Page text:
U.S. Recalls South Sudan Ambassador After Unity Gov’t Failure

WASHINGTON (Reuters) —

The United States has recalled its ambassador from South Sudan after the leaders of formerly warring factions failed to agree on a unity government, the State Department said on Monday.

Ambassador Thomas Hushek will return for consultations “as part of the re-evaluation of the U.S. relationship with the Government of South Sudan given the latest developments,” the department said in a statement.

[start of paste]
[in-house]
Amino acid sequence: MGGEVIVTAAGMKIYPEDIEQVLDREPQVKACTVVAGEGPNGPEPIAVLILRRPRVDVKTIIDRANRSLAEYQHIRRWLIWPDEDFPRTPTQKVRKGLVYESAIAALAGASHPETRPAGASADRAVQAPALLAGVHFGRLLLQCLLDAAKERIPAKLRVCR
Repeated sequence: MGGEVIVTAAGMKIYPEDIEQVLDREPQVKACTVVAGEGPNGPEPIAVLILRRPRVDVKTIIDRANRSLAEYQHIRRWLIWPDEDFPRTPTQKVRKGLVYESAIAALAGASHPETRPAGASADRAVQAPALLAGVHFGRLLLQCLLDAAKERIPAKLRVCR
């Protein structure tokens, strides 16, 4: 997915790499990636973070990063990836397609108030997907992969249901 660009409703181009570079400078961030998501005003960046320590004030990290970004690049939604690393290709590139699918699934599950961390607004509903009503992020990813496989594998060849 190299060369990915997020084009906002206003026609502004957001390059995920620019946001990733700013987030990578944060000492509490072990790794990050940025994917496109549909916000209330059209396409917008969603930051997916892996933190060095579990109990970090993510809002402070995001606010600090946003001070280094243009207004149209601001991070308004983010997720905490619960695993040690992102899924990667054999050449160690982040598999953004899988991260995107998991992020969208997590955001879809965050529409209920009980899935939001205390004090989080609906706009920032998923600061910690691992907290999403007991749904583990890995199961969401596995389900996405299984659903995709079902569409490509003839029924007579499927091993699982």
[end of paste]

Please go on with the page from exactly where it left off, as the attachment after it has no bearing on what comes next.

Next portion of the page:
Secretary of State Mike Pompeo tweeted that Washington would “work with the region to support efforts to achieve peace and a successful political transition in South Sudan.”

After a devastating five-year civil war, South Sudanese President Salva Kiir and opposition leader Riek Machar signed a peace deal in September 2018, under pressure from the United Nations, United States and regional governments.

On Nov. 7, they agreed to give themselves another 100 days beyond a Nov. 12 deadline to form the unity government, and Washington said it was “gravely disappointed.”

The conflict began after Kiir sacked Machar as vice president. It killed an estimated 400,000 people, triggered a famine and created Africa’s biggest refugee crisis since the 1994 genocide in Rwanda.

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